Tuesday, February 28, 2012

Rethinking shared decisions in prostate cancer screening

Last October, the U.S. Preventive Services Task Force provisionally recommended against screening for prostate cancer using the prostate-specific antigen (PSA) test, eliciting a variety of reactions from medical and patient advocacy groups. The New England Journal of Medicine published one of the most thoughtful responses by Mary McNaughton-Collins and Michael Barry, two physicians who have done a great deal of research on the psychological and physical harms related to false-positive tests, an all-too-common occurrence in men who receive periodic PSA testing. They respectfully disagreed with the USPSTF's "D" (don't do) rating for this preventive service, arguing that the rating should have instead been a "C" (don't do routinely):

A grade C recommendation would allow the patient to be involved in the decision to skip or choose a PSA screening test, after a discussion with a primary care provider about the magnitude of the known harms and the potential for some benefit. The patient could then provide his perspective on how he views the trade-off. Weighing the pros and cons to make a decision about PSA screening is an individual process, and different well-informed men will make different decisions. A grade D recommendation removes the patient from the equation and puts the physician in the central position of discouraging use of the test. Uncertainty in medicine is more common than we usually let on, and the way to address uncertainty is to allow patients the central position in decision making. ... We do not believe that anyone but the patient should decide whether the small and uncertain benefits of PSA screening are worth it.

In 2010, the American Cancer Society took a similar stance, recommending that men age 50 years or older make "informed choices" about whether or not to receive the PSA test after being provided with detailed information about the risks and benefits and tools to help them make the decision. On the surface, both of these recommendations seem more reasonable that the USPSTF's. Rather than making a unilateral decision for every patient based on imperfect population-level evidence, why not let each patient make the choice for himself?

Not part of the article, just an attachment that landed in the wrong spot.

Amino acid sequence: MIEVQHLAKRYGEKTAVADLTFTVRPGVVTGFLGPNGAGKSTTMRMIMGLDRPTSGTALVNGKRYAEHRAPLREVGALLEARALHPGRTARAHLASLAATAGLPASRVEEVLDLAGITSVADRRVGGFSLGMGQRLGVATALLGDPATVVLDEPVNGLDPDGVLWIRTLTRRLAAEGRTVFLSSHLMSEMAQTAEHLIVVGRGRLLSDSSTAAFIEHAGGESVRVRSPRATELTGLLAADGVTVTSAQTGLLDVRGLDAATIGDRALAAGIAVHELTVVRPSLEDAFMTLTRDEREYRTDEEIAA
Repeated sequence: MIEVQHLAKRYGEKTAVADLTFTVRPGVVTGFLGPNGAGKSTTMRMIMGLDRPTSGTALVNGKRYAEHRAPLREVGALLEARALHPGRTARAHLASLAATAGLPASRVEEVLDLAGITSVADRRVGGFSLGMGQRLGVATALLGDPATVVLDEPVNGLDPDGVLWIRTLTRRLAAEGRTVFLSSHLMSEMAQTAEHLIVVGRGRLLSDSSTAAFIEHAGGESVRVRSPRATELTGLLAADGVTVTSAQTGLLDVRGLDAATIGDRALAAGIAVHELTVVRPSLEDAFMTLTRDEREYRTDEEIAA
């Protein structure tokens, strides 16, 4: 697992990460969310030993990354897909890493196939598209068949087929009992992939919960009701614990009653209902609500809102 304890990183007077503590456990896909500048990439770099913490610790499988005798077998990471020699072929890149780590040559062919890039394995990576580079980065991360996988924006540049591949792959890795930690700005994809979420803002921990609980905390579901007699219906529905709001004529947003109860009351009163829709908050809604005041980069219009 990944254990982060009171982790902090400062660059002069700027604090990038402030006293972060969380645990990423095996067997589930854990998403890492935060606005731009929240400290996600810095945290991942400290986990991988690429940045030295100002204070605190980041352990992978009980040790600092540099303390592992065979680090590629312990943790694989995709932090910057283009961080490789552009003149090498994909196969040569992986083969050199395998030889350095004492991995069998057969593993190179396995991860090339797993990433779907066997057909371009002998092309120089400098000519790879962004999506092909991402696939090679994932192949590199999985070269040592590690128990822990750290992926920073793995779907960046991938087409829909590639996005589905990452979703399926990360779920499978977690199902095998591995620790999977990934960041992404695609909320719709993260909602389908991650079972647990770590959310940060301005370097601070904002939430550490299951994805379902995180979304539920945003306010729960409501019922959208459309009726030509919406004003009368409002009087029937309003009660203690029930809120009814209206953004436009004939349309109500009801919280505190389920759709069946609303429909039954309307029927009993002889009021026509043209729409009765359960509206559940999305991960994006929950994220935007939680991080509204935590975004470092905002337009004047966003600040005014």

The answer is that primary care physicians have already been trying this approach for many years, and it does not work. Numerous studies have shown that no matter how much information men are given in any format, the vast majority still choose to receive the test, and most of them end up worse off because of that decision. In fact, as a new study concludes in the Archives of Internal Medicine, once prostate cancer is diagnosed via PSA testing, the men most likely to receive aggressive ("curative") treatments are those who are least likely to need it - men who would have been better off not getting the test in the first place.

A case in point: in the same issue of the journal, an academic oncologist who exclusively cares for prostate cancer patients tells the story of his own concerning PSA test, prostate biopsy, and subsequent decision to undergo radical prostatectomy at age 56. Five years later, he is cancer-free, but has permanent right-sided weakness as the result of the surgery, which was in retrospect unnecessary given the limited spread and good prognosis of his tumor. He laments: "Even the most informed patient (me in this case) has difficulty making a truly informed decision." And if a physician who spent decades caring for patients with prostate cancer has trouble making the right call, what hope is there for the rest of us?

Physician-researcher H. Gilbert Welch (author of Overdiagnosed, previously reviewed on this blog) recently challenged the consensus that informed decision-making is the best approach to PSA testing:

I worry that excessive fealty to informed decision-making in cancer screening may distract us from more important issues—like what is bothering patients right now. It may also lead physicians to abdicate our role as advisor—physicians simply transfer responsibility to their patients. And the problem appears to be asymmetric: we seem less inclined to recommend against than to recommend for. ... Why are we so reluctant to make value judgments about things not to do to patients? Is it because we are so fearful of potential litigation? Is it that we have become so financially conflicted? Or is it that we fear being accused of caring about cost? Maybe clinicians need the Task Force to make the call for us. And, for PSA testing, they did. If I was pressed to get off the fence, it's the call I would have made.

I couldn't agree more. Shared decision-making in PSA screening is an attractive concept that in practice leads to more harm than good. The Task Force was right to recommend that it stop, and that we instead advise patients not to get the test.

Wednesday, February 22, 2012

Cutting Prevention Fund to pay for 10 month "doc fix" is medical #Linsanity

Like millions of basketball fans around the world, I've been transfixed by the story of Jeremy Lin, the undrafted Taiwanese American point guard from Harvard who has taken the NBA by storm this month as the new superstar of the New York Knicks. It doesn't hurt that we share a last name, ethnic background (both of my parents immigrated from Taiwan), and Crimson alma mater. But otherwise, the title of this blog post and the below YouTube video of Lin's latest athletic exploit (a steal and dunk en route to 28 points and a win over the defending champion Dallas Mavericks) is a shameless ploy to get you to read about a current health issue that's just as #Linsane in its own way.